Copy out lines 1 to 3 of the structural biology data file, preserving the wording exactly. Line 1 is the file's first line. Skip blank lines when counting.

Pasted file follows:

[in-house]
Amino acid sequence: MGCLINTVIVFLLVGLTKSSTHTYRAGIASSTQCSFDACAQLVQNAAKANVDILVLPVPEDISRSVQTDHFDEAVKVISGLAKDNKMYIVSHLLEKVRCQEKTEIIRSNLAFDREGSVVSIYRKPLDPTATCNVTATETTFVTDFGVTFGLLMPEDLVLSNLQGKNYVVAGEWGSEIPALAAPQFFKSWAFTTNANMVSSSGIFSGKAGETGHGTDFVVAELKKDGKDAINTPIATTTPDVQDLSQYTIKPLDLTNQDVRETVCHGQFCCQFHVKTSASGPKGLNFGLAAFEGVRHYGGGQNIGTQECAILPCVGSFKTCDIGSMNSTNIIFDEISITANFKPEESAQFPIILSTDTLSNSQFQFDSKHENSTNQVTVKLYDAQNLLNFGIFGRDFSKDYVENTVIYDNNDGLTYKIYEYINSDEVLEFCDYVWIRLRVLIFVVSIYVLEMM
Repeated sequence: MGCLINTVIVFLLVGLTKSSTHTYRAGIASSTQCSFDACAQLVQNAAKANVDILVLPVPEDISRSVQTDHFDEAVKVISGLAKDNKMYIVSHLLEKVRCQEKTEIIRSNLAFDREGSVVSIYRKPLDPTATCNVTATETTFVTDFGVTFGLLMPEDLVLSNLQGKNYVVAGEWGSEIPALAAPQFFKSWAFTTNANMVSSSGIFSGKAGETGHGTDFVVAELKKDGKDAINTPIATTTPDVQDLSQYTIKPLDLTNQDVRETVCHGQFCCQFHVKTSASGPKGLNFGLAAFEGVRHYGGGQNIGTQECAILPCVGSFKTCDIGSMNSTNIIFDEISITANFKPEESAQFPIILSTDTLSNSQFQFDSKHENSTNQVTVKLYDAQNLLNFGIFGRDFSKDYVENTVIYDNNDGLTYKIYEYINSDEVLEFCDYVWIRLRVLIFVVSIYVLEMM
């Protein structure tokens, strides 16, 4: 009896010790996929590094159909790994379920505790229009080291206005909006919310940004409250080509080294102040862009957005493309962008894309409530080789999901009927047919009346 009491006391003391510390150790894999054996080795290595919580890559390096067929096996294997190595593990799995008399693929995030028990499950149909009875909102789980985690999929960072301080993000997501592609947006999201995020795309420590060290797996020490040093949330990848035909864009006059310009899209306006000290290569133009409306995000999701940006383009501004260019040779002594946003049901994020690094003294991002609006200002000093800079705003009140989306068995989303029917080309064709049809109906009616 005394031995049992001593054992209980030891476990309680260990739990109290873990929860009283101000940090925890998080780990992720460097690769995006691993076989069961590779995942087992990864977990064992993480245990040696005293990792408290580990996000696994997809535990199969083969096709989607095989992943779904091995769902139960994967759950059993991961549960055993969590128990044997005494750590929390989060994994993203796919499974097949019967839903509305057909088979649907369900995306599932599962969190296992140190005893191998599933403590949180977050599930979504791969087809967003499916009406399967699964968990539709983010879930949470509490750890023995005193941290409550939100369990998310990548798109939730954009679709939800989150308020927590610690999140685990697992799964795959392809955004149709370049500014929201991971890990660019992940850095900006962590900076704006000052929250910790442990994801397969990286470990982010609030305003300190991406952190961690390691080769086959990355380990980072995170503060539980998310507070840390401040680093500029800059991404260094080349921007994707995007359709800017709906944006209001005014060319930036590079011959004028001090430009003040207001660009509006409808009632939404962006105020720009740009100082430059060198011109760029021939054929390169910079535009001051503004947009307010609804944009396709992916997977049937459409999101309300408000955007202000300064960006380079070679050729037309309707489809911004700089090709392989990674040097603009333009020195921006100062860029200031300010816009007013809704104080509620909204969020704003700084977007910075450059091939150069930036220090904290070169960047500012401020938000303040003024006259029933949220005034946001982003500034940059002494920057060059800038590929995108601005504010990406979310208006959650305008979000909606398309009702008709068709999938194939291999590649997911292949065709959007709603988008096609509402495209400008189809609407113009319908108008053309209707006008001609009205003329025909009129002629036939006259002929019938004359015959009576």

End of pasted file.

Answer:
[in-house]
Amino acid sequence: MGCLINTVIVFLLVGLTKSSTHTYRAGIASSTQCSFDACAQLVQNAAKANVDILVLPVPEDISRSVQTDHFDEAVKVISGLAKDNKMYIVSHLLEKVRCQEKTEIIRSNLAFDREGSVVSIYRKPLDPTATCNVTATETTFVTDFGVTFGLLMPEDLVLSNLQGKNYVVAGEWGSEIPALAAPQFFKSWAFTTNANMVSSSGIFSGKAGETGHGTDFVVAELKKDGKDAINTPIATTTPDVQDLSQYTIKPLDLTNQDVRETVCHGQFCCQFHVKTSASGPKGLNFGLAAFEGVRHYGGGQNIGTQECAILPCVGSFKTCDIGSMNSTNIIFDEISITANFKPEESAQFPIILSTDTLSNSQFQFDSKHENSTNQVTVKLYDAQNLLNFGIFGRDFSKDYVENTVIYDNNDGLTYKIYEYINSDEVLEFCDYVWIRLRVLIFVVSIYVLEMM
Repeated sequence: MGCLINTVIVFLLVGLTKSSTHTYRAGIASSTQCSFDACAQLVQNAAKANVDILVLPVPEDISRSVQTDHFDEAVKVISGLAKDNKMYIVSHLLEKVRCQEKTEIIRSNLAFDREGSVVSIYRKPLDPTATCNVTATETTFVTDFGVTFGLLMPEDLVLSNLQGKNYVVAGEWGSEIPALAAPQFFKSWAFTTNANMVSSSGIFSGKAGETGHGTDFVVAELKKDGKDAINTPIATTTPDVQDLSQYTIKPLDLTNQDVRETVCHGQFCCQFHVKTSASGPKGLNFGLAAFEGVRHYGGGQNIGTQECAILPCVGSFKTCDIGSMNSTNIIFDEISITANFKPEESAQFPIILSTDTLSNSQFQFDSKHENSTNQVTVKLYDAQNLLNFGIFGRDFSKDYVENTVIYDNNDGLTYKIYEYINSDEVLEFCDYVWIRLRVLIFVVSIYVLEMM